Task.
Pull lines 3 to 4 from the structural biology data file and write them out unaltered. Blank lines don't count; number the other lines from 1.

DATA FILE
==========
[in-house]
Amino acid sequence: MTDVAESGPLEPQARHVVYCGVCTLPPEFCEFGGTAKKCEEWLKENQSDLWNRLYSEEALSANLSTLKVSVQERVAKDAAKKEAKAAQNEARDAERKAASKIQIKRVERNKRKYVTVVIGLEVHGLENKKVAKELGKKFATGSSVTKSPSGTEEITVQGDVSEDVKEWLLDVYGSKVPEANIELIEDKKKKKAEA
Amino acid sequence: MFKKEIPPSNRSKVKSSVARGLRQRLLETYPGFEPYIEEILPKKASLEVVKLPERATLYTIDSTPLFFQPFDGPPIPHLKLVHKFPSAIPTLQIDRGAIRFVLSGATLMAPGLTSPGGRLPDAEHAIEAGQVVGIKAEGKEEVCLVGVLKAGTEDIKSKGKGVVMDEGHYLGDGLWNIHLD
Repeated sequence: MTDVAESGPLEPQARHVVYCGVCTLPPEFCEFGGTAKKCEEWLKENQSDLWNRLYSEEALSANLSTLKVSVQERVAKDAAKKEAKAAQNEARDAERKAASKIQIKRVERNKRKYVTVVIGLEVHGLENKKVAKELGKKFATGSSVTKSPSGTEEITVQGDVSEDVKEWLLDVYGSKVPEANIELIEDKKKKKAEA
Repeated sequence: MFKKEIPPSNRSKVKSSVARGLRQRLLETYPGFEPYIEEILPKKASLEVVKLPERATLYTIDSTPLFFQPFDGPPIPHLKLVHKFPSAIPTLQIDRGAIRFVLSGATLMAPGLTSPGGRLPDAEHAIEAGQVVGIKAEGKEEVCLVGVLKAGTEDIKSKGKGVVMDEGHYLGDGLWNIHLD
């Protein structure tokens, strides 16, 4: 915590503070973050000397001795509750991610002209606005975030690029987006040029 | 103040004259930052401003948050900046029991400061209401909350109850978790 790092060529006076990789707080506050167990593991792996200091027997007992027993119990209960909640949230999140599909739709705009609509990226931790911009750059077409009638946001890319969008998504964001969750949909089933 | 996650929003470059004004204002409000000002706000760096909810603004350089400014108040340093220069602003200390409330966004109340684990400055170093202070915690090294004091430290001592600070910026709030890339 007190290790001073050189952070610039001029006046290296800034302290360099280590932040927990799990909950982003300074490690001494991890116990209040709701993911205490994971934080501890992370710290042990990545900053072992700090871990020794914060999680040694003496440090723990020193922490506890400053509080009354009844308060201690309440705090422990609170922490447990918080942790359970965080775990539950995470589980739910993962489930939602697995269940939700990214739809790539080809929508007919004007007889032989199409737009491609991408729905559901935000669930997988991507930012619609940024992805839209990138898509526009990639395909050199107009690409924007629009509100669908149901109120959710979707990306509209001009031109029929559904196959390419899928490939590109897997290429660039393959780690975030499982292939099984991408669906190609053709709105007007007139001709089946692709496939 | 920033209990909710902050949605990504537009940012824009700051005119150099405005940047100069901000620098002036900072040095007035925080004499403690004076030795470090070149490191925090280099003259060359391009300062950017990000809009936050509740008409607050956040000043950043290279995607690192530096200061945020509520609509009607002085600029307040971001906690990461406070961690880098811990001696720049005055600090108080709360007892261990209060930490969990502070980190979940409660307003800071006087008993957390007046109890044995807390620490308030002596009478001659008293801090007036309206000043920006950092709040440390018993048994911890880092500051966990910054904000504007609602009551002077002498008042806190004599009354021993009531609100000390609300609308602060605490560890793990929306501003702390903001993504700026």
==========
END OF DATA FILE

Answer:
Amino acid sequence: MFKKEIPPSNRSKVKSSVARGLRQRLLETYPGFEPYIEEILPKKASLEVVKLPERATLYTIDSTPLFFQPFDGPPIPHLKLVHKFPSAIPTLQIDRGAIRFVLSGATLMAPGLTSPGGRLPDAEHAIEAGQVVGIKAEGKEEVCLVGVLKAGTEDIKSKGKGVVMDEGHYLGDGLWNIHLD
Repeated sequence: MTDVAESGPLEPQARHVVYCGVCTLPPEFCEFGGTAKKCEEWLKENQSDLWNRLYSEEALSANLSTLKVSVQERVAKDAAKKEAKAAQNEARDAERKAASKIQIKRVERNKRKYVTVVIGLEVHGLENKKVAKELGKKFATGSSVTKSPSGTEEITVQGDVSEDVKEWLLDVYGSKVPEANIELIEDKKKKKAEA